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Portland adds space for people on busy streets

Posted by on August 10th, 2020 at 6:02 pm

Many streets in east Portland have high-stress corners with wide turning radii and narrow sidewalks adjacent to fast-moving traffic. (Photos: Jonathan Maus/BikePortland)

The third leg of the Portland transportation bureau’s pandemic-related Safe Streets Initiative aims to allocate more space to people on busy streets. Their aptly named Busy Streets program is creating new bus platforms, wider sidewalks and expanded corners.

PBOT photo shows crews installing bus platform on SE Washington.

Last week PBOT installed the first bus platform on SE Washington and 80th in the Montavilla neighborhood. The new expanse of pavement will give TriMet Line 15 bus users more space to maintain a safe physical distance while they wait. More bus platforms are coming on SE Stark Street at 82nd, 90th, 92nd and 105th. Stark and Washington will also see several sections of expanded walkways.

Unlike with the Slow Streets and Healthy Business programs, there are no planned lane closures or driving access restrictions. PBOT is using a mix of new pavement, paint striping and physical barriers to re-allocate the space. Check out the graphics below for what the new wider corners and sidewalks will look like…

PBOT graphics show concept for expanded corners and sidewalks.

To choose locations, PBOT leaned on the groundbreaking work in their PedPDX Pedestrian Master Plan and chose to focus the first phase of projects on east Portland’s Montavilla and Gateway neighborhoods. “Both districts not only have heavy pedestrian traffic, but include lots of places that people walk to, including services and jobs, many of which may not provide teleworking as an option,” PBOT said in an announcement today. “These are also places that feature senior services, affordable housing, medical facilities, and transit.”

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Corners will be expanded using paint-and-posts at 10 east Portland intersections:

  • E Burnside Street at 99th and 148th avenues
  • NE Halsey Street and 111th Avenue
  • NE Prescott Street and 102nd Avenue
  • SE Stark Street at 76th, 80th, and 148th avenues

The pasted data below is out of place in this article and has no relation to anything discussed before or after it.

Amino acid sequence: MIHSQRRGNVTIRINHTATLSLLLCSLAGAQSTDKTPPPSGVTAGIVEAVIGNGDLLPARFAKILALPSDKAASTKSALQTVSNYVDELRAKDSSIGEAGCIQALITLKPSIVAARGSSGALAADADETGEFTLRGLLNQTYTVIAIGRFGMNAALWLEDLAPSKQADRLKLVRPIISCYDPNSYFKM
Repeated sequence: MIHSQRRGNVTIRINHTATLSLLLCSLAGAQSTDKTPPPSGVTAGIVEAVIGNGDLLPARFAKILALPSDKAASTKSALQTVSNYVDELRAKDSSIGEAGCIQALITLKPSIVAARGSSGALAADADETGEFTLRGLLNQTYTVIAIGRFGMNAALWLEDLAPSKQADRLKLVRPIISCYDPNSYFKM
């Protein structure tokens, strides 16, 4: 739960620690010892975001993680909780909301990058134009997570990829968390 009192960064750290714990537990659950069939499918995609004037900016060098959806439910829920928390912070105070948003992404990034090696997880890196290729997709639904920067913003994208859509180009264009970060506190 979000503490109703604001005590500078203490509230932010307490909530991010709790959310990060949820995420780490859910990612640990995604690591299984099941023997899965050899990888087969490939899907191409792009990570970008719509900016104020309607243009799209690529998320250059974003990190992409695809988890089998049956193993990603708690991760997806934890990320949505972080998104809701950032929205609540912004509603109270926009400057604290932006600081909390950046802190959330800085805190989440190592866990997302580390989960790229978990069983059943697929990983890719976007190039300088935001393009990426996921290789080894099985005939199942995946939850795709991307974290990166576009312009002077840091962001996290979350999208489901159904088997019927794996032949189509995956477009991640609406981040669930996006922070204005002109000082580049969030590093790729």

• SE Washington Street at 76th, 80th, and 92nd avenues

You can view exact locations of all the Busy Street projects on PBOT’s Safe Streets Initiative map.

While PBOT says these projects are temporary, it seems there’d be no reason to erase them once the need for physical distancing subsides (if it ever does). East Portland is tragically car-centric and there’s an urgent need to re-allocate right-of-way away from car use and toward people on foot. Here’s to hoping these become permanent.

— Jonathan Maus: (503) 706-8804, @jonathan_maus on Twitter and jonathan@bikeportland.org
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Hello, Kitty
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Hello, Kitty

If they are to become permanent, there needs to be some public process first. Implementing temporary projects by fiat is one thing, but making them permanent without consulting the public will only breed mistrust between PBOT and the public, making future work harder.

Please don’t advocate that PBOT take shortcuts with process; it will inevitably come back to bite us when either some project we don’t like is implemented by fiat, or some project we do like is scrapped because people are convinced PBOT is staffed by liars.

qqq
Guest
qqq

I agree. One of the main justifications PBOT used for bypassing public input with the Safe Streets temporary “local access only” designations for streets was that the designations were temporary. I agree that was the right decision, because time was of the essence. And the assurances that there’d be public input before making any permanent is what helped people accept the changes.

If any “temporary” projects are made permanent without public input, nobody will ever believe PBOT again if it says a project is temporary, and PBOT’s (important) ability to make quick changes will be hampered.

David Hampsten
Guest
David Hampsten

On the other hand, PBOT’s reputation in East Portland is one of wilful neglect for the past 30 years, and it really can’t get much worse. Even ODOT is liked more in East Portland.